However, rapid technological and end-user improvements are being made, notably in decentralised finance services. Many investors have moved away from the older platforms, which suffer from having a slow and expensive process. Instead, there has been a shift towards platforms that use emerging technologies, such as the more scalable mechanism called “proof of stake”, which offers (inter alia) decentralised finance applications enabling users to trade assets, secure loans and store deposits. Another emerging process is called “sharding”, which splits the blockchain up and allows for the bundling of transactions and increases the speed and capacity of digital transactions.

Competition from cryptocurrency exchanges and the speed with which traditional assets are being digitised may lead to a substantial increase in the diversity of investable asset types in future years. This will open up a plethora of investment opportunities for institutional and retail investors. In addition to cryptocurrencies, opportunities will include digital stocks, tokenised real estate, computerised artworks, non-fungible tokens (certificates of ownership of original digital media) and even industrial equipment (akin to a leasing arrangement). This may lead to a digital transformation of capital markets, and any countries not embracing these evolving and revolutionary trends may be at risk of losing out. Banks and other financial services providers will need to adapt to this fast-changing landscape.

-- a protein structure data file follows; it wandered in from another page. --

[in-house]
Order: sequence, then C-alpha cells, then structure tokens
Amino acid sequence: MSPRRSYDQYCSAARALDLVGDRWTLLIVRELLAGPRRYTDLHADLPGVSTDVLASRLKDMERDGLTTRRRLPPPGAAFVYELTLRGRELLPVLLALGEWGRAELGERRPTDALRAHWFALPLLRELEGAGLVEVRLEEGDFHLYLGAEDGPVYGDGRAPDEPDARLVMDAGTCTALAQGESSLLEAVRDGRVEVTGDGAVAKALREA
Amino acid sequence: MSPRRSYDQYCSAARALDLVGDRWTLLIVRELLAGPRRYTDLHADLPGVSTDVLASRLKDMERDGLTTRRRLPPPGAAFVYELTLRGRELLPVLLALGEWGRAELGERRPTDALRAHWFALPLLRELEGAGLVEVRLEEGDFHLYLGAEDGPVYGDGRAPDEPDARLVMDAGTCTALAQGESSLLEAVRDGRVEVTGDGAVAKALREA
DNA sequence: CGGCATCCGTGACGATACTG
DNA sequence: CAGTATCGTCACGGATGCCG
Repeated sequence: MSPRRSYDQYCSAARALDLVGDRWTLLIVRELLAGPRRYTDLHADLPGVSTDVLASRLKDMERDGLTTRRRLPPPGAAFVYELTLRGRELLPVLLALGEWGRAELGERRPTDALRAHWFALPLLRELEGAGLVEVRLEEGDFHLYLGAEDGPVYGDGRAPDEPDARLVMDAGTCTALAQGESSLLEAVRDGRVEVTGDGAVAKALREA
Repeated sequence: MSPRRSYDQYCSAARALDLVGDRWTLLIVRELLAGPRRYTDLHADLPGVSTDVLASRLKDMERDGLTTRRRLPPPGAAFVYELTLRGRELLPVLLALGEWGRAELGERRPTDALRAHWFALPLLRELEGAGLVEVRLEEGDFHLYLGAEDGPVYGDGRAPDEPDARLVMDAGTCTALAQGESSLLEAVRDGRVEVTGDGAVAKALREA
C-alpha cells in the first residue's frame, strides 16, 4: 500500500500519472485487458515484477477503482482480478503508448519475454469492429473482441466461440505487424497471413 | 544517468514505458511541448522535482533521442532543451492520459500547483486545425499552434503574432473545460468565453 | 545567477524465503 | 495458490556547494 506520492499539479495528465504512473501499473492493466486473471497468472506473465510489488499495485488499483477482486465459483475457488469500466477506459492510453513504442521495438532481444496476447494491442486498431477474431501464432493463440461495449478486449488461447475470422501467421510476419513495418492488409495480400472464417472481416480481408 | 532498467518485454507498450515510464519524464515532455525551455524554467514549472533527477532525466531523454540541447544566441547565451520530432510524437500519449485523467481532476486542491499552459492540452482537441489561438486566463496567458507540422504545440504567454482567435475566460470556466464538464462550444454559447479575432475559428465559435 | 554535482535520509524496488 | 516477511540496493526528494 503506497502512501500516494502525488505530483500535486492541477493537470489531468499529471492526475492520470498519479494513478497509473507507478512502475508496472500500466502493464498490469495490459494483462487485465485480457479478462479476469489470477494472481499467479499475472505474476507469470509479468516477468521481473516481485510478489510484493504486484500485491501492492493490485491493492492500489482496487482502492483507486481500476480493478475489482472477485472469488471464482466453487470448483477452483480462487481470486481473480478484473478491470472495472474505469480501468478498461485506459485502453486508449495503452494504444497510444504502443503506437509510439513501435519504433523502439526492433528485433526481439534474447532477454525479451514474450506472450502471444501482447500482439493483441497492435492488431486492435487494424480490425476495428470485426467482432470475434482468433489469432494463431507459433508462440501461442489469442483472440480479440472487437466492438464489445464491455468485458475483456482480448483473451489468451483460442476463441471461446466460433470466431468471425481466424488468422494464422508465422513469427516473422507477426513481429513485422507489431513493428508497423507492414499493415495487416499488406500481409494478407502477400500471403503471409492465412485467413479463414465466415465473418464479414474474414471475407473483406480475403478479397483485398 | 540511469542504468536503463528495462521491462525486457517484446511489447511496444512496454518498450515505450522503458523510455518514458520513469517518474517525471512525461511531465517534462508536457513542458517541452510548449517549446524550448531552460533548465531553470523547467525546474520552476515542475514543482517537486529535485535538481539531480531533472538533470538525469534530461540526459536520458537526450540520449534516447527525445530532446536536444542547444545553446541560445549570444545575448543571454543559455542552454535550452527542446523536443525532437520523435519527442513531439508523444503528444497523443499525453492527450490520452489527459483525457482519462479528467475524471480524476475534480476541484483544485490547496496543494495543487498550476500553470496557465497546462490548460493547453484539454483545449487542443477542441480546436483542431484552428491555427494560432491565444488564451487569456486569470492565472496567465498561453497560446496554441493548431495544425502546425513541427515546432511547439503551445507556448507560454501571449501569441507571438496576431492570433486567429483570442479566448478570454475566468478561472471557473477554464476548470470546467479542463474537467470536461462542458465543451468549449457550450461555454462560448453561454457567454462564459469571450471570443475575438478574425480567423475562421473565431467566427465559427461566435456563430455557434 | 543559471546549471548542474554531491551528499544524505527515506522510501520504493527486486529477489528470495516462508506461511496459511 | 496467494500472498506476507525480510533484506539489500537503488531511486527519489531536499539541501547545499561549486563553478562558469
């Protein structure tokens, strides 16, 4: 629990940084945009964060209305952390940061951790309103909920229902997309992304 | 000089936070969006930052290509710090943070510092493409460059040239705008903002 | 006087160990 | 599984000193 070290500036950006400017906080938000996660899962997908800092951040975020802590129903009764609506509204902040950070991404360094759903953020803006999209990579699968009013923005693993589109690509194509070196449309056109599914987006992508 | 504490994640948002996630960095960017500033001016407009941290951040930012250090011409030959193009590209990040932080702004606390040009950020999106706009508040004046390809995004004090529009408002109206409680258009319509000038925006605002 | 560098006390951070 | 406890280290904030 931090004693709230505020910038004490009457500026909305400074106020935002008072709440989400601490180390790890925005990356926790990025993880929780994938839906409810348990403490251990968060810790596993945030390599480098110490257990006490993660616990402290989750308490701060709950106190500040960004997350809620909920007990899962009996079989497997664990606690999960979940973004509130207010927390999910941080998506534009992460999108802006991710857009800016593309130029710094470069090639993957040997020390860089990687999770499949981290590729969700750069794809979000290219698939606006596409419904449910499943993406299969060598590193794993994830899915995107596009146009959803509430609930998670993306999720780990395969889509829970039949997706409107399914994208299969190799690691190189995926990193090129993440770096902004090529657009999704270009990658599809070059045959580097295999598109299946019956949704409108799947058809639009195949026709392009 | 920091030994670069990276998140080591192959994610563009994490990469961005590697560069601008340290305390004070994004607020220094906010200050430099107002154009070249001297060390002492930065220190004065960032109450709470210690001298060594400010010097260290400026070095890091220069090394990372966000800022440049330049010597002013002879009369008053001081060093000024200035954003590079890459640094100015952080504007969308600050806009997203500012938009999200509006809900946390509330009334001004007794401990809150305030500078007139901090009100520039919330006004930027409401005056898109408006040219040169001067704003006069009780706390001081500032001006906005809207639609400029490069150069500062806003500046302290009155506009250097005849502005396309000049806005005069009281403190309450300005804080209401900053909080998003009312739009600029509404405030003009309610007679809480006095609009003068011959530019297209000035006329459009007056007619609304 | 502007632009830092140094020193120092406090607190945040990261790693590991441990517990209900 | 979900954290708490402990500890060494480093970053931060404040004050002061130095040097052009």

As Jamie Dimon of JP Morgan recognises, blockchain has become a “pivotal future technology, allowing people to move money around the globe more cheaply”. If there is widespread adoption of digital assets and services in the coming years, we come back to the fundamental issue of security risk. As already mentioned, a major security risk is that digital asset exchanges, which allow individuals to buy and sell assets such as cryptocurrencies, can be hacked by criminals. When crypto is purchased from an exchange, it is normally advisable to transfer the coins into a wallet together with the private keys that represent final control and ownership of the cryptocurrency.

Even then, cybercriminals can trick users of electronic wallets storing crypto to give away their private keys in order to steal their assets. Another risk is that users can simply forget their 16-digit private keys and lose access to their crypto, which becomes a permanent loss since there is no central ownership register. Some investors, concerned about misplacing their hardware wallets, resort to writing down their 16-digit code on a piece of paper. That is the ironic reason why businesses that offer physical safe deposit boxes have recently seen an uptick in demand from investors in digital assets.